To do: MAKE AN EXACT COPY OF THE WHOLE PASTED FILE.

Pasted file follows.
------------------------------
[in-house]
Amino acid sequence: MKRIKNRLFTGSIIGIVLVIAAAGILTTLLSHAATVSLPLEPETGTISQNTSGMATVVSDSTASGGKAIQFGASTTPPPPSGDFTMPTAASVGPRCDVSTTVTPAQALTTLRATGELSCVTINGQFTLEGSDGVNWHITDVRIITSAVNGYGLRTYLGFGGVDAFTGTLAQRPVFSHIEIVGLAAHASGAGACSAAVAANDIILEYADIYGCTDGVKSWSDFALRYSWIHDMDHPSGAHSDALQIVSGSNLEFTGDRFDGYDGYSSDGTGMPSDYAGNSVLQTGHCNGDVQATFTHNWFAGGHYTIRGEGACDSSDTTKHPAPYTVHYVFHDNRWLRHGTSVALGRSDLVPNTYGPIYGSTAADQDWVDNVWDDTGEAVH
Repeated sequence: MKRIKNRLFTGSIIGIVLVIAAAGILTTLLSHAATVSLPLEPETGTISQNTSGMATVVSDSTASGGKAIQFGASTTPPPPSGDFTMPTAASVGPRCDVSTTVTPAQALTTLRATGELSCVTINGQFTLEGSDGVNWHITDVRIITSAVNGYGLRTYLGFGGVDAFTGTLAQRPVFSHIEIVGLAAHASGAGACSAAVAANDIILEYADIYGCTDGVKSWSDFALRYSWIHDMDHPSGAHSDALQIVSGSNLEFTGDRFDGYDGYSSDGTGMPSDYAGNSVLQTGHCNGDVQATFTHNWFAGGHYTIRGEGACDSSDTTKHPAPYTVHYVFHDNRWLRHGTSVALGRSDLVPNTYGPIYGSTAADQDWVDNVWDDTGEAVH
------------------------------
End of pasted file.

[in-house]
Amino acid sequence: MKRIKNRLFTGSIIGIVLVIAAAGILTTLLSHAATVSLPLEPETGTISQNTSGMATVVSDSTASGGKAIQFGASTTPPPPSGDFTMPTAASVGPRCDVSTTVTPAQALTTLRATGELSCVTINGQFTLEGSDGVNWHITDVRIITSAVNGYGLRTYLGFGGVDAFTGTLAQRPVFSHIEIVGLAAHASGAGACSAAVAANDIILEYADIYGCTDGVKSWSDFALRYSWIHDMDHPSGAHSDALQIVSGSNLEFTGDRFDGYDGYSSDGTGMPSDYAGNSVLQTGHCNGDVQATFTHNWFAGGHYTIRGEGACDSSDTTKHPAPYTVHYVFHDNRWLRHGTSVALGRSDLVPNTYGPIYGSTAADQDWVDNVWDDTGEAVH
Repeated sequence: MKRIKNRLFTGSIIGIVLVIAAAGILTTLLSHAATVSLPLEPETGTISQNTSGMATVVSDSTASGGKAIQFGASTTPPPPSGDFTMPTAASVGPRCDVSTTVTPAQALTTLRATGELSCVTINGQFTLEGSDGVNWHITDVRIITSAVNGYGLRTYLGFGGVDAFTGTLAQRPVFSHIEIVGLAAHASGAGACSAAVAANDIILEYADIYGCTDGVKSWSDFALRYSWIHDMDHPSGAHSDALQIVSGSNLEFTGDRFDGYDGYSSDGTGMPSDYAGNSVLQTGHCNGDVQATFTHNWFAGGHYTIRGEGACDSSDTTKHPAPYTVHYVFHDNRWLRHGTSVALGRSDLVPNTYGPIYGSTAADQDWVDNVWDDTGEAVH